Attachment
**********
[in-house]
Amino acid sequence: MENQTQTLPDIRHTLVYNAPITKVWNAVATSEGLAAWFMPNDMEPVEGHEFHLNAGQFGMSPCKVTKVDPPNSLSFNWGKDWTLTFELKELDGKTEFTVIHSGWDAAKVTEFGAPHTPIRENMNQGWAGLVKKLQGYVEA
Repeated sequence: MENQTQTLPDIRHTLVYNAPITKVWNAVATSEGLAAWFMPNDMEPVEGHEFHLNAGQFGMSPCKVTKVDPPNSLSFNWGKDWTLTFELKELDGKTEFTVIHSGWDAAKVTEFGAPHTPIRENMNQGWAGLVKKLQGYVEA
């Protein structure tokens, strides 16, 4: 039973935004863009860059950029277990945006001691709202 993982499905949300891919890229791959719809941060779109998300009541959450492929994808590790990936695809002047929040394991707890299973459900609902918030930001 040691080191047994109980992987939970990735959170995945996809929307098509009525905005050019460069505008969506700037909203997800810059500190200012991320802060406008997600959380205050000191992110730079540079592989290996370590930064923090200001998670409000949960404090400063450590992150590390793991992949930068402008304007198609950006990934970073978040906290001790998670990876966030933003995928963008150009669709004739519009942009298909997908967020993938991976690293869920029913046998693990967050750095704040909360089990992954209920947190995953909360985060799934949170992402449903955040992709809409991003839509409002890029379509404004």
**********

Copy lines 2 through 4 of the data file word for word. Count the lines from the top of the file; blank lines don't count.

Amino acid sequence: MENQTQTLPDIRHTLVYNAPITKVWNAVATSEGLAAWFMPNDMEPVEGHEFHLNAGQFGMSPCKVTKVDPPNSLSFNWGKDWTLTFELKELDGKTEFTVIHSGWDAAKVTEFGAPHTPIRENMNQGWAGLVKKLQGYVEA
Repeated sequence: MENQTQTLPDIRHTLVYNAPITKVWNAVATSEGLAAWFMPNDMEPVEGHEFHLNAGQFGMSPCKVTKVDPPNSLSFNWGKDWTLTFELKELDGKTEFTVIHSGWDAAKVTEFGAPHTPIRENMNQGWAGLVKKLQGYVEA
């Protein structure tokens, strides 16, 4: 039973935004863009860059950029277990945006001691709202 993982499905949300891919890229791959719809941060779109998300009541959450492929994808590790990936695809002047929040394991707890299973459900609902918030930001 040691080191047994109980992987939970990735959170995945996809929307098509009525905005050019460069505008969506700037909203997800810059500190200012991320802060406008997600959380205050000191992110730079540079592989290996370590930064923090200001998670409000949960404090400063450590992150590390793991992949930068402008304007198609950006990934970073978040906290001790998670990876966030933003995928963008150009669709004739519009942009298909997908967020993938991976690293869920029913046998693990967050750095704040909360089990992954209920947190995953909360985060799934949170992402449903955040992709809409991003839509409002890029379509404004």